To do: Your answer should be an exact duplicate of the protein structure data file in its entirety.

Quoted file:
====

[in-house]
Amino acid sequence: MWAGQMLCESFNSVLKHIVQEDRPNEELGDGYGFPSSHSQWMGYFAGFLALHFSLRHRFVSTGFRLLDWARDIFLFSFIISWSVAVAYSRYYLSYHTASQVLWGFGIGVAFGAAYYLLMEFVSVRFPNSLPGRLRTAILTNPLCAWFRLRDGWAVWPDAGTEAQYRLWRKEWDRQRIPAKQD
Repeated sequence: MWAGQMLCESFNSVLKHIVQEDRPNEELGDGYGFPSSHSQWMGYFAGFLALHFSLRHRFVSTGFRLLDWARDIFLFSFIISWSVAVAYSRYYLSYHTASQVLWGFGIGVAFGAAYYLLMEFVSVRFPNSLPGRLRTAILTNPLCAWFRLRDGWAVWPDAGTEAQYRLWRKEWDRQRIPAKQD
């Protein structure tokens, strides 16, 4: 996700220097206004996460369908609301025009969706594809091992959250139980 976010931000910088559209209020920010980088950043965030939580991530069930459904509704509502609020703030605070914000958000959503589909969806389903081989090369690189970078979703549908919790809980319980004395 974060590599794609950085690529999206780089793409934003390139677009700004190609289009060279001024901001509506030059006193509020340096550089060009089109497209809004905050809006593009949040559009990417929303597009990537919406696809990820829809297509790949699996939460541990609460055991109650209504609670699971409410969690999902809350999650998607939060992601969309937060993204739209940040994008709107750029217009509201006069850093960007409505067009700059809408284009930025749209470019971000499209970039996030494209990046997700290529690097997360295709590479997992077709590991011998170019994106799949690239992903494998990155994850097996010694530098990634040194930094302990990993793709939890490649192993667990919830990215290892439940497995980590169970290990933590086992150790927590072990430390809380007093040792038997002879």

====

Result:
[in-house]
Amino acid sequence: MWAGQMLCESFNSVLKHIVQEDRPNEELGDGYGFPSSHSQWMGYFAGFLALHFSLRHRFVSTGFRLLDWARDIFLFSFIISWSVAVAYSRYYLSYHTASQVLWGFGIGVAFGAAYYLLMEFVSVRFPNSLPGRLRTAILTNPLCAWFRLRDGWAVWPDAGTEAQYRLWRKEWDRQRIPAKQD
Repeated sequence: MWAGQMLCESFNSVLKHIVQEDRPNEELGDGYGFPSSHSQWMGYFAGFLALHFSLRHRFVSTGFRLLDWARDIFLFSFIISWSVAVAYSRYYLSYHTASQVLWGFGIGVAFGAAYYLLMEFVSVRFPNSLPGRLRTAILTNPLCAWFRLRDGWAVWPDAGTEAQYRLWRKEWDRQRIPAKQD
């Protein structure tokens, strides 16, 4: 996700220097206004996460369908609301025009969706594809091992959250139980 976010931000910088559209209020920010980088950043965030939580991530069930459904509704509502609020703030605070914000958000959503589909969806389903081989090369690189970078979703549908919790809980319980004395 974060590599794609950085690529999206780089793409934003390139677009700004190609289009060279001024901001509506030059006193509020340096550089060009089109497209809004905050809006593009949040559009990417929303597009990537919406696809990820829809297509790949699996939460541990609460055991109650209504609670699971409410969690999902809350999650998607939060992601969309937060993204739209940040994008709107750029217009509201006069850093960007409505067009700059809408284009930025749209470019971000499209970039996030494209990046997700290529690097997360295709590479997992077709590991011998170019994106799949690239992903494998990155994850097996010694530098990634040194930094302990990993793709939890490649192993667990919830990215290892439940497995980590169970290990933590086992150790927590072990430390809380007093040792038997002879």